token model        : SoftHSM v2
  token flags        : login required, rng, token initialized, PIN initialized, other flags=0x20
  hardware version   : 2.5
  firmware version   : 2.5
  serial num         : 29fdc44dc0d61539
  pin min/max        : 4/255

Then assign the HSM token to your zone with:

pdnsutil hsm assign ecdsa256 ksk p11-kit-client 'ecdsa#1' 1234 'my key'

And then verify with show-zone that the zone now has a valid key.

You can do this over SSH as well (note that the example connects from token server to DNS server):

ssh -R /var/run/pdns/pkcs11:${P11_KIT_SERVER_ADDRESS#*=} pdns@server
export P11_KIT_SERVER_ADDRESS=/var/run/pdns/pkcs11

Verify that the token is visible:

pkcs11-tool --module /usr/lib/x86_64-linux-gnu/pkcs11/ -T

Then use the pdnsutil hsm assign command like before to assign the key to your zone; now you have DNSSEC over SSH.

Using CryptAS

Instructions on how to use CryptAS Athena IDProtect Key USB Token V2J Smart Card token on Ubuntu 14.04.

  • Install the manufacturer’s support software on your system and initialize the Smart Card token as per instructions (do not use PIV).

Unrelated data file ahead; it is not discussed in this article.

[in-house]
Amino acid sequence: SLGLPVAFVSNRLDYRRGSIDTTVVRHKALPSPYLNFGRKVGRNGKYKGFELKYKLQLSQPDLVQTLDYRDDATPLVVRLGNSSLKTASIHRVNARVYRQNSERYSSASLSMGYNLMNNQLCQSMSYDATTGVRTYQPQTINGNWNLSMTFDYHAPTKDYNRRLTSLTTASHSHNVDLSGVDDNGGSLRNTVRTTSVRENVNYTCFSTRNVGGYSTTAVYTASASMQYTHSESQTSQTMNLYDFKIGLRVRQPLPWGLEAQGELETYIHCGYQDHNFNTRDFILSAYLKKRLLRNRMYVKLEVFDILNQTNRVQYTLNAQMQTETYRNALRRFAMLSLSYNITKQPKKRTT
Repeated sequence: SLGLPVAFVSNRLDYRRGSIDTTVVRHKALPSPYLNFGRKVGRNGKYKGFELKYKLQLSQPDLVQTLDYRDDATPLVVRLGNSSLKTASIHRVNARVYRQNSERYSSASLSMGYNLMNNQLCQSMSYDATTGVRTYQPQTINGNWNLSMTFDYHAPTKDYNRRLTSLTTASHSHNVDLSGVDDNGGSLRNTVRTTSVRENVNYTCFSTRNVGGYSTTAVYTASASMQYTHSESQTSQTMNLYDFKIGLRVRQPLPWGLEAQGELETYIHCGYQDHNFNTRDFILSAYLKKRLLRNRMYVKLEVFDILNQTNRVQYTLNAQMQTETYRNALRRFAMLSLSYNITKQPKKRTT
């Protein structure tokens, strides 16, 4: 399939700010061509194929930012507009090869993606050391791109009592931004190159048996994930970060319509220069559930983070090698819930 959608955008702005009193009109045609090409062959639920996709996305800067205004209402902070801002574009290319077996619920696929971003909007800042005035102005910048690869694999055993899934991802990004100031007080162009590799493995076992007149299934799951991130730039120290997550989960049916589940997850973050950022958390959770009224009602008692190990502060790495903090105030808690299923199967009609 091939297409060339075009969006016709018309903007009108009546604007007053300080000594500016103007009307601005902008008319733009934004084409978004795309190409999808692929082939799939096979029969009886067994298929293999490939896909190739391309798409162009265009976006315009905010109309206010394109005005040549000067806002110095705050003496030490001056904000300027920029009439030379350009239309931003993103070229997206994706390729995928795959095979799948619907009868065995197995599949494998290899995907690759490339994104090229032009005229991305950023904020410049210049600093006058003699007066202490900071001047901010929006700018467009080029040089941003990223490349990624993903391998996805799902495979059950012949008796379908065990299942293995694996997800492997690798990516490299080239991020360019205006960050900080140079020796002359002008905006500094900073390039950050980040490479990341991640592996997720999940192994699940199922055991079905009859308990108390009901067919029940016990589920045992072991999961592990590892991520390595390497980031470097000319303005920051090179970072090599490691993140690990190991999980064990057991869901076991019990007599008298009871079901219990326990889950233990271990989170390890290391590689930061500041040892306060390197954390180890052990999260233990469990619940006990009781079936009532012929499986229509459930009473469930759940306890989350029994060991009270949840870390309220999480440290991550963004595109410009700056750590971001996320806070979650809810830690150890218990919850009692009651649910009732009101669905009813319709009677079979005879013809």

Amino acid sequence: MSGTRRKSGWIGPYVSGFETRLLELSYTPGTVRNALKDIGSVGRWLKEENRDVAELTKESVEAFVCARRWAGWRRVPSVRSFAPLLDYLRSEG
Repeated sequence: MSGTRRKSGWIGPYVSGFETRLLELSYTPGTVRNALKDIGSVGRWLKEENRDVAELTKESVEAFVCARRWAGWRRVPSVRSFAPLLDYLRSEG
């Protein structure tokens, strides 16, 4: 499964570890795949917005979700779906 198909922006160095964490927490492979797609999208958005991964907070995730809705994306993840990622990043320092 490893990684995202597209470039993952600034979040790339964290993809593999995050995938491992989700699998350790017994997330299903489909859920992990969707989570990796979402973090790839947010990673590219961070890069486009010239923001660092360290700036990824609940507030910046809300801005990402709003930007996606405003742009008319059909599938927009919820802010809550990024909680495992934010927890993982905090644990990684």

• apt-get install p11-kit opensc

  • Create directory /etc/pkcs11/modules.

  • Create file named athena.module with contents:

    module: /lib64/
    managed: yes
  • Verify it worked, it should resemble output below. Do not continue if this does not show up.

    $ p11-kit -l
    athena: /lib64/
        library-description: ASE Cryptoki
        library-manufacturer: Athena Smartcard Solutions
        library-version: 3.1
        token: IDProtect#0A50123456789
            manufacturer: Athena Smartcard Solutions
            model: IDProtect
            serial-number: 0A50123456789
            hardware-version: 1.0
            firmware-version: 1.0
  • Using pkcs11-tool, initialize your new keys. After this IDProtect Manager no longer can show your token certificates and keys, at least on version v6.23.04.

    pkcs11-tool --module=/lib64/ -l -p some-pin -k --key-type RSA:2048 -a zone-ksk
    pkcs11-tool --module=/lib64/ -l -p some-pin -k --key-type RSA:2048 -a zone-zsk
  • Verify that keys are there:

    $ pkcs11-tool --module=/lib64/ -l -p some-pin -O
    Using slot 0 with a present token (0x0)
    Public Key Object; RSA 2048 bits
      label:      zone-ksk
      Usage:      encrypt, verify, wrap
    Public Key Object; RSA 2048 bits
      label:      zone-zsk
      Usage:      encrypt, verify, wrap
    Private Key Object; RSA
      label:      zone-ksk
      Usage:      decrypt, sign, unwrap
    Private Key Object; RSA
      label:      zone-zsk
      Usage:      decrypt, sign, unwrap
  • Assign the keys using:

    pdnsutil hsm assign zone rsasha256 ksk|zsk athena IDProtect#0A50123456789 pin zone-ksk|zsk
  • Verify that everything worked, you should see valid data there.

    pdnsutil show-zone zone
  • Note that the physical token is pretty slow, so you have to use it as hidden master. It has been observed to produce about 1.5 signatures/second.